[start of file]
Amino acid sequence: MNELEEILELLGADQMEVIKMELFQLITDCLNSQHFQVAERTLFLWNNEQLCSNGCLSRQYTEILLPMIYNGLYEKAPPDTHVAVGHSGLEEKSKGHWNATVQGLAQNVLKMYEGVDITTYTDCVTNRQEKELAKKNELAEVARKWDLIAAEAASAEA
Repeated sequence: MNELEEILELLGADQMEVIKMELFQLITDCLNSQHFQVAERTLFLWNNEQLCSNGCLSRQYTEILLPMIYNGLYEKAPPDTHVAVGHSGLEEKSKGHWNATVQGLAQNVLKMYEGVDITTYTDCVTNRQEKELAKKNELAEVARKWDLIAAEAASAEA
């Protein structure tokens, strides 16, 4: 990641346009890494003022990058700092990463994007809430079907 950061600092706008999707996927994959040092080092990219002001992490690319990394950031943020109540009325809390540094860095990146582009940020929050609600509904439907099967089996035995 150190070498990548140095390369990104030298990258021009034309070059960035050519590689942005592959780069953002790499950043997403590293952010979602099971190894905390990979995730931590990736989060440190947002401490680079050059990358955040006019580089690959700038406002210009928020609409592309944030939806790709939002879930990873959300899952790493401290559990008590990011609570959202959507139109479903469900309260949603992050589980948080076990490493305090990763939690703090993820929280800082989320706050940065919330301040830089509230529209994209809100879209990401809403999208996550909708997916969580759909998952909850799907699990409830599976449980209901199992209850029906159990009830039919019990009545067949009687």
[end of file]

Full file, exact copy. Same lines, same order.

Amino acid sequence: MNELEEILELLGADQMEVIKMELFQLITDCLNSQHFQVAERTLFLWNNEQLCSNGCLSRQYTEILLPMIYNGLYEKAPPDTHVAVGHSGLEEKSKGHWNATVQGLAQNVLKMYEGVDITTYTDCVTNRQEKELAKKNELAEVARKWDLIAAEAASAEA
Repeated sequence: MNELEEILELLGADQMEVIKMELFQLITDCLNSQHFQVAERTLFLWNNEQLCSNGCLSRQYTEILLPMIYNGLYEKAPPDTHVAVGHSGLEEKSKGHWNATVQGLAQNVLKMYEGVDITTYTDCVTNRQEKELAKKNELAEVARKWDLIAAEAASAEA
């Protein structure tokens, strides 16, 4: 990641346009890494003022990058700092990463994007809430079907 950061600092706008999707996927994959040092080092990219002001992490690319990394950031943020109540009325809390540094860095990146582009940020929050609600509904439907099967089996035995 150190070498990548140095390369990104030298990258021009034309070059960035050519590689942005592959780069953002790499950043997403590293952010979602099971190894905390990979995730931590990736989060440190947002401490680079050059990358955040006019580089690959700038406002210009928020609409592309944030939806790709939002879930990873959300899952790493401290559990008590990011609570959202959507139109479903469900309260949603992050589980948080076990490493305090990763939690703090993820929280800082989320706050940065919330301040830089509230529209994209809100879209990401809403999208996550909708997916969580759909998952909850799907699990409830599976449980209901199992209850029906159990009830039919019990009545067949009687």